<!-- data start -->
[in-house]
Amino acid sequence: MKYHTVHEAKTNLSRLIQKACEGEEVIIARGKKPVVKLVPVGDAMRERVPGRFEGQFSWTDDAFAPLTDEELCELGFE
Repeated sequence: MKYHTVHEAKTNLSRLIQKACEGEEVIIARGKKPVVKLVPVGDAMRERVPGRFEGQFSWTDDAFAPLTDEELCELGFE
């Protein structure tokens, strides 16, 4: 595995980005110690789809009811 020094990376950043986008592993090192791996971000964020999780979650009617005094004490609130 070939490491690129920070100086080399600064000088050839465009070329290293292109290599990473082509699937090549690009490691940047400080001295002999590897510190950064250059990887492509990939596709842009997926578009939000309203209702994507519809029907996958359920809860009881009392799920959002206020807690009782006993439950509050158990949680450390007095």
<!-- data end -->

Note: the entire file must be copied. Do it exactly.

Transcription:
[in-house]
Amino acid sequence: MKYHTVHEAKTNLSRLIQKACEGEEVIIARGKKPVVKLVPVGDAMRERVPGRFEGQFSWTDDAFAPLTDEELCELGFE
Repeated sequence: MKYHTVHEAKTNLSRLIQKACEGEEVIIARGKKPVVKLVPVGDAMRERVPGRFEGQFSWTDDAFAPLTDEELCELGFE
């Protein structure tokens, strides 16, 4: 595995980005110690789809009811 020094990376950043986008592993090192791996971000964020999780979650009617005094004490609130 070939490491690129920070100086080399600064000088050839465009070329290293292109290599990473082509699937090549690009490691940047400080001295002999590897510190950064250059990887492509990939596709842009997926578009939000309203209702994507519809029907996958359920809860009881009392799920959002206020807690009782006993439950509050158990949680450390007095």